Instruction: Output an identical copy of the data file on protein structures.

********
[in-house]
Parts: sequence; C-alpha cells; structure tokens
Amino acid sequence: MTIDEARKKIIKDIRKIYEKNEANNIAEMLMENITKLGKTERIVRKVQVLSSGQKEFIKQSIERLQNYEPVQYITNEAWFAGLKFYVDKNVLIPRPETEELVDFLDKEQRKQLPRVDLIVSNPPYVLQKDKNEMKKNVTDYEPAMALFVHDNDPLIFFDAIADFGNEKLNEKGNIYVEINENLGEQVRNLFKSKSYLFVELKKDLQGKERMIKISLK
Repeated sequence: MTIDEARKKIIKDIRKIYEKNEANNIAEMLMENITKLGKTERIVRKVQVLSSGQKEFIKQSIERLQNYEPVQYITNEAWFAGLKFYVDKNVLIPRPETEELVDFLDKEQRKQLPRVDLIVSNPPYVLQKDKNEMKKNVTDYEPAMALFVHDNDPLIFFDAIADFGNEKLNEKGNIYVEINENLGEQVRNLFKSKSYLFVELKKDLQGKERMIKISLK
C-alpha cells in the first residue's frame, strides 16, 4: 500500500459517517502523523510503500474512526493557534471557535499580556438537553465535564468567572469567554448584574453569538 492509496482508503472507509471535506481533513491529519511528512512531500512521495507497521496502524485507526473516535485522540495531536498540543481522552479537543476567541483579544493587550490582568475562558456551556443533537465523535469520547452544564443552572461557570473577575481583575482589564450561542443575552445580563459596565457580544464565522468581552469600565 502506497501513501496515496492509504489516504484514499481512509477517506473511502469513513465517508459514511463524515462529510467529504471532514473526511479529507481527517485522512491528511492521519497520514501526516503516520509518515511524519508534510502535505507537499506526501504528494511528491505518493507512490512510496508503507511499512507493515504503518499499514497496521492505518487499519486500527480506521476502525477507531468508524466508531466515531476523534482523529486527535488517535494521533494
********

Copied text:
[in-house]
Parts: sequence; C-alpha cells; structure tokens
Amino acid sequence: MTIDEARKKIIKDIRKIYEKNEANNIAEMLMENITKLGKTERIVRKVQVLSSGQKEFIKQSIERLQNYEPVQYITNEAWFAGLKFYVDKNVLIPRPETEELVDFLDKEQRKQLPRVDLIVSNPPYVLQKDKNEMKKNVTDYEPAMALFVHDNDPLIFFDAIADFGNEKLNEKGNIYVEINENLGEQVRNLFKSKSYLFVELKKDLQGKERMIKISLK
Repeated sequence: MTIDEARKKIIKDIRKIYEKNEANNIAEMLMENITKLGKTERIVRKVQVLSSGQKEFIKQSIERLQNYEPVQYITNEAWFAGLKFYVDKNVLIPRPETEELVDFLDKEQRKQLPRVDLIVSNPPYVLQKDKNEMKKNVTDYEPAMALFVHDNDPLIFFDAIADFGNEKLNEKGNIYVEINENLGEQVRNLFKSKSYLFVELKKDLQGKERMIKISLK
C-alpha cells in the first residue's frame, strides 16, 4: 500500500459517517502523523510503500474512526493557534471557535499580556438537553465535564468567572469567554448584574453569538 492509496482508503472507509471535506481533513491529519511528512512531500512521495507497521496502524485507526473516535485522540495531536498540543481522552479537543476567541483579544493587550490582568475562558456551556443533537465523535469520547452544564443552572461557570473577575481583575482589564450561542443575552445580563459596565457580544464565522468581552469600565 502506497501513501496515496492509504489516504484514499481512509477517506473511502469513513465517508459514511463524515462529510467529504471532514473526511479529507481527517485522512491528511492521519497520514501526516503516520509518515511524519508534510502535505507537499506526501504528494511528491505518493507512490512510496508503507511499512507493515504503518499499514497496521492505518487499519486500527480506521476502525477507531468508524466508531466515531476523534482523529486527535488517535494521533494